Keep Truckin’

Last summer I was really grateful to have been invited into a 48 hour film festival group by some friends. Hearing about the project, I was ecstatic because it was right up my alley – but I felt intimidated that I would be joining a group of people that I did not know and sharing my ideas openly. They didn’t know me – would they wonder where I came from and why I was invading their project?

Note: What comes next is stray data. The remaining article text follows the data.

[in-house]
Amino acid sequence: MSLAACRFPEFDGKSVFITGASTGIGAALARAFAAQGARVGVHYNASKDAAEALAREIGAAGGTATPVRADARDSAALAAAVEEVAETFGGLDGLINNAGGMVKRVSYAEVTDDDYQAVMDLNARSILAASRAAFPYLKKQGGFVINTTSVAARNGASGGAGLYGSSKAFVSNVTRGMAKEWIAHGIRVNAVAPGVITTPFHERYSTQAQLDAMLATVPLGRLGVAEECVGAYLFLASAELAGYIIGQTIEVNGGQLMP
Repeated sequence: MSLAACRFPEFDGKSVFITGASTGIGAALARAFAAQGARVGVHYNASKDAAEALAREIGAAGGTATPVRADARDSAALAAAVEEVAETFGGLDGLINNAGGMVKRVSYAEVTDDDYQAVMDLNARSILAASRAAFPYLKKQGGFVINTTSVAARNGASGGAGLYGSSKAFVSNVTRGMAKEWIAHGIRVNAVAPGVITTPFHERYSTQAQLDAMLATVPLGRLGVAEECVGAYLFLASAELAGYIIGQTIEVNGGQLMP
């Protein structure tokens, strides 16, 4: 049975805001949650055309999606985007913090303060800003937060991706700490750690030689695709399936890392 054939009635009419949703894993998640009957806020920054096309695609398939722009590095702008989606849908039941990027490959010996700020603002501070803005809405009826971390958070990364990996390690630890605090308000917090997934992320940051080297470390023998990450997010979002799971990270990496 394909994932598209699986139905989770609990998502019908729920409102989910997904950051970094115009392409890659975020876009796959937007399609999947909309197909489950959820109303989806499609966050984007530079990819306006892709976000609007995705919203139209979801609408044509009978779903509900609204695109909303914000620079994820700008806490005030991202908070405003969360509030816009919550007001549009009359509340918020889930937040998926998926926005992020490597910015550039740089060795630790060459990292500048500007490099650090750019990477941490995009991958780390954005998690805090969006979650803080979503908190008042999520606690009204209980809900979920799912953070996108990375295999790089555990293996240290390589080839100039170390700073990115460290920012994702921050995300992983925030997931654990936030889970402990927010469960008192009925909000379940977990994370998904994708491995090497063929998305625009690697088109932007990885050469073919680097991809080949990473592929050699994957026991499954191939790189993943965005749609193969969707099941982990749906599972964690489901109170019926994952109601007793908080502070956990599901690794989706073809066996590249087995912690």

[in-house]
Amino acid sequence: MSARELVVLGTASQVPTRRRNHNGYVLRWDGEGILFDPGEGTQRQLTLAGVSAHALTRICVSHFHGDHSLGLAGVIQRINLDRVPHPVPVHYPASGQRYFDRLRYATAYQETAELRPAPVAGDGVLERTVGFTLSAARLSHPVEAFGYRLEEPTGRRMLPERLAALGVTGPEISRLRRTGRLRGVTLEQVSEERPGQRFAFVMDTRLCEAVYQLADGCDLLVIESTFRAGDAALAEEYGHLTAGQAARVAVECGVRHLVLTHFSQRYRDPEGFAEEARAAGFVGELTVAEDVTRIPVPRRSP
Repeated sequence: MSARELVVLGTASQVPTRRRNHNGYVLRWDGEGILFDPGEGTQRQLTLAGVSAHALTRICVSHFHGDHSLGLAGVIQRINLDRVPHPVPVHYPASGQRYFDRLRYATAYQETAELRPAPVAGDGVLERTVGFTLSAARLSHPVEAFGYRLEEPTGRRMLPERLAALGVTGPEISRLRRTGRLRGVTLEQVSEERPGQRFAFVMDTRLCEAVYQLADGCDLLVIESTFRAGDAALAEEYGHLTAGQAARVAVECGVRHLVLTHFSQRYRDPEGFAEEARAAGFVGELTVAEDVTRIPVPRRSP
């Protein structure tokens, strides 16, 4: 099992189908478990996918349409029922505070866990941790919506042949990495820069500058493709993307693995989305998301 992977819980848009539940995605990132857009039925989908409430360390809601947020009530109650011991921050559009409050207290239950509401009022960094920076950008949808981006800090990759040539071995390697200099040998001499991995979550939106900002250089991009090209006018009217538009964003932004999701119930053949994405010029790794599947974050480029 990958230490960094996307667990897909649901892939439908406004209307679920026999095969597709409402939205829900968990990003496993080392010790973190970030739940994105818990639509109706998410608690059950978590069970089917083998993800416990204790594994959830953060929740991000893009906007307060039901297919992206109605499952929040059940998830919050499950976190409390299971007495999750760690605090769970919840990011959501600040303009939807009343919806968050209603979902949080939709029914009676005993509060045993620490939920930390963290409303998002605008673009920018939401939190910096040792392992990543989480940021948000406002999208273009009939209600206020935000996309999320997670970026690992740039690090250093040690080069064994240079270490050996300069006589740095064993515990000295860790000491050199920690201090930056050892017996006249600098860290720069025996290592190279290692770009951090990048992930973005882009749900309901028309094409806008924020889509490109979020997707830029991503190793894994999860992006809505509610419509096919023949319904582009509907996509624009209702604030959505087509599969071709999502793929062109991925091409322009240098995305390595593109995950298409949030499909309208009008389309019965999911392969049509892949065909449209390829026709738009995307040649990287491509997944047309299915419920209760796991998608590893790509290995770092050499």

It was not that way at all – these people were fantastic. I got to work on a film project with some trained professionals who opened their doors to me and allowed me to participate. And there were others like me, who just wanted to contribute. It was a memorable experience because it was open. What I mean is that it was welcoming and free. My friend introduced me as someone who acts and writes to a group of people who, for most part, actually went to film school, but they did not judge me. They gave me a place on their team immediately, and gave me a part in their film. I really got to see how it’s “all done” – the lighting, the filming, the editing and camaraderie. It was a blast – to watch people work so hard together just because they have a passion for what they are doing. For what they were collectively creating, and for all the effort and joy that was put in behind the scenes.